Well first, let me apologize for the bossy title.
I’m not normally so forceful, it’s just that I happen to have encountered a lot of moms lately who are dealing with burn-out.
Like, drag-me-up-off-the-floor-to-make-a-quesadilla level of burn-out and exhaustion.
I think a lot of things can cause us to burn out, and right now, I think a lot of us are still coping with pandemic exhaustion.
Yesterday I was talking with some friends and we decided that the pandemic has made everything at least 15 percent harder.
Some things are even harder than that.
- My son opening a bank account – at least 40 percent harder than it used to be.
- Our family just bought a car – minimum 50 percent harder than it was two years ago when we bought a car.
And this applies to everything right now.
Yesterday on the way to physical therapy, I realized I forgot a mask, which is still required at the clinic. I found one ON THE FLOOR OF MY CAR, picked it up, inspected it, and put it on my face.
Near my mouth.
Where the food goes.
(Speaking of food – food is just always hard. Forever. Send Doordash.)
So if you are like me, you are always looking for ways to make things a bit easier.
That’s where this post comes in.
And my bossy tone.
Because none of us feels like it’s OK to give up, right?
Our culture tells us moms are supposed to work hard, be exhausted, surrender to the messy house and messy bun, and then start drinking wine at 4 p.m.
Yikes. (Yikes about the wine being the answer – I have proudly rocked a messy bun pretty much every day of my life since college).
We’re constantly told that to BE ENOUGH, we have to DO “ENOUGH.”
Now, I wrote a whole book about how this is not true, but still, I get haunted by the lies. They sneak up on me like ninjas whispering: “your bathroom sink is gross right now, you are a Complete Failure As a Human Being.”
Doing less in your homeschool
A while back, I sent out an email to my blog friends (you guys!) asking about your Number 1 struggle with homeschooling.
It was kind of incredible – the answers varied, but many, many of them said the same thing: being consistent.
Now I’m not saying I have all the answers, but I definitely think I have an answer to this:
Doing less it just easier than doing more. It’s a lower barrier to entry. It’s attainable and therefore less intimidating to start.
I know – we think homeschooling isn’t supposed to be easy, because then we aren’t “doing enough“.
But I promise you, that isn’t the case.
And if trying to do it all is causing you to feel exhausted and burned out, you’re kind of shooting yourself in the foot, friend.
The past several weeks, my daughter and I have been doing a pared down, simplified version of homeschooling.
And amazingly, we’ve been really consistent about it.
Here’s the thing: Less is more when you do it more often.
And you know how I know it’s enough?
Every day Almost every day, we get through everything we set out to do.
Is it perfect? No.
Is it fancy? No
Is it infinitely Instgrammable? Gosh no.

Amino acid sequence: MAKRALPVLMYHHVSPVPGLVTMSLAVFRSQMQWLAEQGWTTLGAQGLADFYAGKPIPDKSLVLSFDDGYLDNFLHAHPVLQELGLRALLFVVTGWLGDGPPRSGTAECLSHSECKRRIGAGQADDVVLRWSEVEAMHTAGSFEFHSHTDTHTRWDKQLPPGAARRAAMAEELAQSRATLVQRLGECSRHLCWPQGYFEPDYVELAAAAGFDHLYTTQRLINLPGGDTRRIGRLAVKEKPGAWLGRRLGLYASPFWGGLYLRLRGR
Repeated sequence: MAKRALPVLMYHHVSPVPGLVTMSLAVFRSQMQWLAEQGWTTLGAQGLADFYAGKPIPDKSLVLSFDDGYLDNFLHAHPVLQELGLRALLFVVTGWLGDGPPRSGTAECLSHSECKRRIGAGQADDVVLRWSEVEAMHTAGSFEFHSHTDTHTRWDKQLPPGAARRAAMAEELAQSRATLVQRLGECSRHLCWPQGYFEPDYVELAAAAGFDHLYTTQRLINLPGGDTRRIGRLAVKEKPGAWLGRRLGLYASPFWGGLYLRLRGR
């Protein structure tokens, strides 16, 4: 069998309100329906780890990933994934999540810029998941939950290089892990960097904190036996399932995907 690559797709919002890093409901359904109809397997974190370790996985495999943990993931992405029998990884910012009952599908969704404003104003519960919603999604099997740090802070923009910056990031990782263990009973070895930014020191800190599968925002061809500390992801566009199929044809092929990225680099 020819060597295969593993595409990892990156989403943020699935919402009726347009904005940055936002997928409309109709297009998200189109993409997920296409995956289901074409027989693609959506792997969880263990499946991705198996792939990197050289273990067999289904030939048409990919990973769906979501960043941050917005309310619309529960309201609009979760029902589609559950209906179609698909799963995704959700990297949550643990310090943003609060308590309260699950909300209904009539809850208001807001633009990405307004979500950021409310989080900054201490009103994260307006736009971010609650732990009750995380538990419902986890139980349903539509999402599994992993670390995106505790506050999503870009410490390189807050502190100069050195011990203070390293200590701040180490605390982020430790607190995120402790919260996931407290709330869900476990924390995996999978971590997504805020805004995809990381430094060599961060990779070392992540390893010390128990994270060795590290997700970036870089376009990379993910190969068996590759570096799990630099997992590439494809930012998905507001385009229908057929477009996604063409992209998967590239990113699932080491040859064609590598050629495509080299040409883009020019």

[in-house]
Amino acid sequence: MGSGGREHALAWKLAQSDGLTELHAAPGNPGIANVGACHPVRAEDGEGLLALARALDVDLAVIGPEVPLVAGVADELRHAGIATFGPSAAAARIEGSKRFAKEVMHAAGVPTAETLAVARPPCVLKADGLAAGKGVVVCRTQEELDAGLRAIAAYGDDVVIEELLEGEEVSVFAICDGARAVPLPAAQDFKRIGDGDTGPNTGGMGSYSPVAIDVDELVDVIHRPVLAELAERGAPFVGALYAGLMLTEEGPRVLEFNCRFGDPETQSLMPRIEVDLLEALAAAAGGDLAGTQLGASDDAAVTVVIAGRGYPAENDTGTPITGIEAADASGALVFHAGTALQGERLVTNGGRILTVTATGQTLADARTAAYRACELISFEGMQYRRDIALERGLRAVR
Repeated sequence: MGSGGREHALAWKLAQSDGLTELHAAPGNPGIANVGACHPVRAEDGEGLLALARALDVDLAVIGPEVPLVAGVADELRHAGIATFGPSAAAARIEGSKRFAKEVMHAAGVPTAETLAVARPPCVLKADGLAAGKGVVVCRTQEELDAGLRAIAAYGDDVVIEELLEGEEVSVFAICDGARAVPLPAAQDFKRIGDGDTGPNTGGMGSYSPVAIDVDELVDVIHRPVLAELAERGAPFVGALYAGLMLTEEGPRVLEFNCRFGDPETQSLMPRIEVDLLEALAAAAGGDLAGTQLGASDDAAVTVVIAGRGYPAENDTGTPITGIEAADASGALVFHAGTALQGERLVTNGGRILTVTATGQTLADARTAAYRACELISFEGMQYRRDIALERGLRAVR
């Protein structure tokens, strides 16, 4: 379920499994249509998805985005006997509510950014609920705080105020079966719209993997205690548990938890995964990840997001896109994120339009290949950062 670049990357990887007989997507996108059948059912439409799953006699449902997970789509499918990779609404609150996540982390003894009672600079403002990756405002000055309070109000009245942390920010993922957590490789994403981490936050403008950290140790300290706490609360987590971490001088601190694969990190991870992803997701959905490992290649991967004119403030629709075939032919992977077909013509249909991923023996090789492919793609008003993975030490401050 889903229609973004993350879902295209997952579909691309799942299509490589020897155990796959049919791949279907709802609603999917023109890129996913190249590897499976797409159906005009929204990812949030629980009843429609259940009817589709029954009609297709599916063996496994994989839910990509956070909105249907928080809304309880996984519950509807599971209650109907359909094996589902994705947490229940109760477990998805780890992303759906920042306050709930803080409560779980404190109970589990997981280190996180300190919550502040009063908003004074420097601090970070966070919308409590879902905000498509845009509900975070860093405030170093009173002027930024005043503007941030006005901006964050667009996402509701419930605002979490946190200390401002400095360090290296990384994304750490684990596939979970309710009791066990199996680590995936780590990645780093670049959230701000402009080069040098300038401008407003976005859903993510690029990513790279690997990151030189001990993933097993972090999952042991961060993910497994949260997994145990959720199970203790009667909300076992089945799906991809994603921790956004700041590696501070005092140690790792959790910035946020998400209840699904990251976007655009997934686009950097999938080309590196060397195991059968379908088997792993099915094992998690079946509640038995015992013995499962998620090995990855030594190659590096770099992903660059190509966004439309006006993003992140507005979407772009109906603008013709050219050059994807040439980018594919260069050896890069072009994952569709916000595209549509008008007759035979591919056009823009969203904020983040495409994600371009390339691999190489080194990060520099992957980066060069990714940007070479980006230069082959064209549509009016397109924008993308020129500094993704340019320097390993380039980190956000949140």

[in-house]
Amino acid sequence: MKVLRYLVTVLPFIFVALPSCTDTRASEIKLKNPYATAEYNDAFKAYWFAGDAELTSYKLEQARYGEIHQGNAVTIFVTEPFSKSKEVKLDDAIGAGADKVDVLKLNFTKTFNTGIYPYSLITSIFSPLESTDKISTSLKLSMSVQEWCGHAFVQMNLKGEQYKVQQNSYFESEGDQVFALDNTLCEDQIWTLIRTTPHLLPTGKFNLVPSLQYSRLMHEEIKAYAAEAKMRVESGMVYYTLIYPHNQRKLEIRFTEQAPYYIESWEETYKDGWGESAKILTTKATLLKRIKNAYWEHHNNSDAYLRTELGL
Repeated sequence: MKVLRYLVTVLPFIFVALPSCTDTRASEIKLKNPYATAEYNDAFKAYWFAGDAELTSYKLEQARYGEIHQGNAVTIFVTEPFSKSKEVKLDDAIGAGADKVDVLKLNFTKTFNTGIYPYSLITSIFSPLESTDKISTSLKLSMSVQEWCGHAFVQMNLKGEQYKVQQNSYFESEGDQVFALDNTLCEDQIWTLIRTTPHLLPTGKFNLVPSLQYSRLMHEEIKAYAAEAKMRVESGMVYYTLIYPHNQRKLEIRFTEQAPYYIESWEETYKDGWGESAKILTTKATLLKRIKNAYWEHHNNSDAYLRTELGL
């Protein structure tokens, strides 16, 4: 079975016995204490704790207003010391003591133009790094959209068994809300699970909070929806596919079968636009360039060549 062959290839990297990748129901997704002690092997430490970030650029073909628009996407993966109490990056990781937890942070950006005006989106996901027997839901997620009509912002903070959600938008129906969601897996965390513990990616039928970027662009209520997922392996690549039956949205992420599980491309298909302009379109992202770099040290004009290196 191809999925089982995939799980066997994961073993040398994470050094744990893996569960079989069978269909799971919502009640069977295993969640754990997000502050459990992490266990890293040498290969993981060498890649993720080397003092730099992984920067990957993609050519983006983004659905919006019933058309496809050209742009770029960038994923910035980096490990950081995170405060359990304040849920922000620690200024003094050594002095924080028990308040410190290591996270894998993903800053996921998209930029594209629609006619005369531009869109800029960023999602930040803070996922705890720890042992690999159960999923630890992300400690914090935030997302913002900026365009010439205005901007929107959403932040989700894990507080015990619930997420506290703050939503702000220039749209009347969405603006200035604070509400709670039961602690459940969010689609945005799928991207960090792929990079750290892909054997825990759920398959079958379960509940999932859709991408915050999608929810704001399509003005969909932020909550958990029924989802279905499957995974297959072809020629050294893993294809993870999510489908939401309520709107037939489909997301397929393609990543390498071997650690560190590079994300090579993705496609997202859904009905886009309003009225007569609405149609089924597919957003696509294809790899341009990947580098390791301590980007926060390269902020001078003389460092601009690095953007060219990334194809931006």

Do those things really matter?
Hell to the No.
A mindset shift
So as you plan our your days and weeks, I have a few resources for you to simplify things:
- Cactus Schooling – my gentle approach to homeschool planning.
Sending virtual hugs friends, and a reminder that you don’t have to do it all to homeschool really well.
I promise. 💙
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Great message Kara! And a very realistic one. I say, let’s not be robots but real humans!
Donnesa McPherson says
This is gold Kara ❤️ Thank you for sharing and taking out all the fancy bumbo jumbo that can be found in some homeschool circles. I have come away from watching some of these homeschool day in the life on YouTube and felt like a failure and there was no way to measure up. When I get to read about other homeachoolers that are taking a gentler approach to teaching their children, it makes my heart and mind happy. I know I can’t be the only person and appreciate what you write and am loving your book! It’s part of my read before the new school year starts Monday ❤️❤️❤️ Thank you again ❤️❤️❤️
Kara, will you share a bit more about writing? That is always my concern. Did your son do a lot of writing? I’m planning to have my daughter take an online class this year, but have heard several recommend this book. Obviously, that would be less expensive than an online class. I would love to hear more about writing, if you have time. Thanks!
Kara S. Anderson says
We have done very little formal writing here. For a while, I worried I was falling down somehow, but then it occurred to me that I’m a writer by training, and whether I’m correct or it’s just hubris, I feel like I know how writing actually works in the real world, and every writing program we tried sucked the enjoyment out of writing and sometimes reading. 😣
So instead, we’ve read a ton, read-aloud a ton, listened to audiobooks and the kids write for fun. When my son was 16 and entered college early and needed to write a paper, we used the Commonsense Press guide and it was plenty. He got As on his first two papers and has been doing great writing at the college level.
Of course, this is just my limited experience with one kid, but I hope it helps a little. 💚
Thanks so much for replying, Kara! Encouraging words!